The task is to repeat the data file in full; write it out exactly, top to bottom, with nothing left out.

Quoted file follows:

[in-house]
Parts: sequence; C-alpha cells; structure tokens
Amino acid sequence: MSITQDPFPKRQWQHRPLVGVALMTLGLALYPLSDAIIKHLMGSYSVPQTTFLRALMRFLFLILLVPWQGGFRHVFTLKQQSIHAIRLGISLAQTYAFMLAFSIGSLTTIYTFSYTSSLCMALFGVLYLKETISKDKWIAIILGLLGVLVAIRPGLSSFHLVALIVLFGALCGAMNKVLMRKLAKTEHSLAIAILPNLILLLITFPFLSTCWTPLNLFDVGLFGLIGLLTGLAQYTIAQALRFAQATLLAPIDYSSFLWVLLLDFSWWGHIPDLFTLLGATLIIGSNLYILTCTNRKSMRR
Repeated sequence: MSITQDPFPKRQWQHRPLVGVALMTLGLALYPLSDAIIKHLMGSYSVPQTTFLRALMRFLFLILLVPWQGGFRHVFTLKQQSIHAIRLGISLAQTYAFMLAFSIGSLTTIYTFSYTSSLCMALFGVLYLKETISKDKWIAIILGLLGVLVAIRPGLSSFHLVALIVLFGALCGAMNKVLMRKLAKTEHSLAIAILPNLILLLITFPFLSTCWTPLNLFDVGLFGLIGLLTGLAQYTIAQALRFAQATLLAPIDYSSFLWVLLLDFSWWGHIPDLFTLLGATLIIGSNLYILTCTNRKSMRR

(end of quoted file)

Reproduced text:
[in-house]
Parts: sequence; C-alpha cells; structure tokens
Amino acid sequence: MSITQDPFPKRQWQHRPLVGVALMTLGLALYPLSDAIIKHLMGSYSVPQTTFLRALMRFLFLILLVPWQGGFRHVFTLKQQSIHAIRLGISLAQTYAFMLAFSIGSLTTIYTFSYTSSLCMALFGVLYLKETISKDKWIAIILGLLGVLVAIRPGLSSFHLVALIVLFGALCGAMNKVLMRKLAKTEHSLAIAILPNLILLLITFPFLSTCWTPLNLFDVGLFGLIGLLTGLAQYTIAQALRFAQATLLAPIDYSSFLWVLLLDFSWWGHIPDLFTLLGATLIIGSNLYILTCTNRKSMRR
Repeated sequence: MSITQDPFPKRQWQHRPLVGVALMTLGLALYPLSDAIIKHLMGSYSVPQTTFLRALMRFLFLILLVPWQGGFRHVFTLKQQSIHAIRLGISLAQTYAFMLAFSIGSLTTIYTFSYTSSLCMALFGVLYLKETISKDKWIAIILGLLGVLVAIRPGLSSFHLVALIVLFGALCGAMNKVLMRKLAKTEHSLAIAILPNLILLLITFPFLSTCWTPLNLFDVGLFGLIGLLTGLAQYTIAQALRFAQATLLAPIDYSSFLWVLLLDFSWWGHIPDLFTLLGATLIIGSNLYILTCTNRKSMRR